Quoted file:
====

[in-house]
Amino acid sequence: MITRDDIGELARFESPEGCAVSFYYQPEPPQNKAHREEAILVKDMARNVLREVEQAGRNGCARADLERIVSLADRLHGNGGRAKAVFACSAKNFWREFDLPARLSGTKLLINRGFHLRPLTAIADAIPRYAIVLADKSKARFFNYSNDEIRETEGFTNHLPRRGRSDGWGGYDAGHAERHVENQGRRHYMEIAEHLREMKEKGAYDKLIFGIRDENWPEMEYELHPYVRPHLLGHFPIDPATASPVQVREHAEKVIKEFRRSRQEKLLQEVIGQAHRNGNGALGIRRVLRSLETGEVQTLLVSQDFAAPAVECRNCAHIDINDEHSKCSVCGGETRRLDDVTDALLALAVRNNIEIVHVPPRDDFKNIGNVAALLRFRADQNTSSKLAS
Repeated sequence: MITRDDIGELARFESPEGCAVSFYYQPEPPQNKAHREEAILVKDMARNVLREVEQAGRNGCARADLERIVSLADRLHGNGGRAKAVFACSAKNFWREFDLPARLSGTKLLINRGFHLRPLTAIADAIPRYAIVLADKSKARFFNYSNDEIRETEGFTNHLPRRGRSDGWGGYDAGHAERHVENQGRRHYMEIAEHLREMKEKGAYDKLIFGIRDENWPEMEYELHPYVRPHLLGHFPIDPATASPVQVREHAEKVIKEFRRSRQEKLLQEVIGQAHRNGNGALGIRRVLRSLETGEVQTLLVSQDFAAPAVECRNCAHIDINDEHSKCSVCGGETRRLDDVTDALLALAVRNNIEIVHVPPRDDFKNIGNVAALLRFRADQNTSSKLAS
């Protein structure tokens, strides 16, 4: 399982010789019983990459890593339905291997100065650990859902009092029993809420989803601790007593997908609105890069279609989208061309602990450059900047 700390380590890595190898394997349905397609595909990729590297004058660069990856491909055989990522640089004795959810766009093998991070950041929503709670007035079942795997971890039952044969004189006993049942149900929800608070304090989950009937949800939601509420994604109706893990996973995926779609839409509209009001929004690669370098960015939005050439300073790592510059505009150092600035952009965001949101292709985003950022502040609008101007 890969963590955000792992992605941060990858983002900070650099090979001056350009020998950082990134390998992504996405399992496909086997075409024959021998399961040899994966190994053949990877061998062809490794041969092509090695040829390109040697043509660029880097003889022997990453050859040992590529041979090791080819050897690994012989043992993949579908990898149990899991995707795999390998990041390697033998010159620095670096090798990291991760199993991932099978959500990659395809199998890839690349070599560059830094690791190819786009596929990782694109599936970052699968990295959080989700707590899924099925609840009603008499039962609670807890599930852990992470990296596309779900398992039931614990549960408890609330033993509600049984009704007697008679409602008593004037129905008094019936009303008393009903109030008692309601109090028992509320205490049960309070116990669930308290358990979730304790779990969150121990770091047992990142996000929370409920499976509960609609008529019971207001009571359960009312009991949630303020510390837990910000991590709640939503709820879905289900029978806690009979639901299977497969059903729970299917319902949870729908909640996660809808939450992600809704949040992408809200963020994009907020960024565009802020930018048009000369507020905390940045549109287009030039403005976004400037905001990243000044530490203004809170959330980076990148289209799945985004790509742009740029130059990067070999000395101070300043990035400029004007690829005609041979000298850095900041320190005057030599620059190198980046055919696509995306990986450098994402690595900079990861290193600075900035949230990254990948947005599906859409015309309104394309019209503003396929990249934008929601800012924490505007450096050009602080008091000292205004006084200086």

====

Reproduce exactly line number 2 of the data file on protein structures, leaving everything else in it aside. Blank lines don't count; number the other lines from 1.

Amino acid sequence: MITRDDIGELARFESPEGCAVSFYYQPEPPQNKAHREEAILVKDMARNVLREVEQAGRNGCARADLERIVSLADRLHGNGGRAKAVFACSAKNFWREFDLPARLSGTKLLINRGFHLRPLTAIADAIPRYAIVLADKSKARFFNYSNDEIRETEGFTNHLPRRGRSDGWGGYDAGHAERHVENQGRRHYMEIAEHLREMKEKGAYDKLIFGIRDENWPEMEYELHPYVRPHLLGHFPIDPATASPVQVREHAEKVIKEFRRSRQEKLLQEVIGQAHRNGNGALGIRRVLRSLETGEVQTLLVSQDFAAPAVECRNCAHIDINDEHSKCSVCGGETRRLDDVTDALLALAVRNNIEIVHVPPRDDFKNIGNVAALLRFRADQNTSSKLAS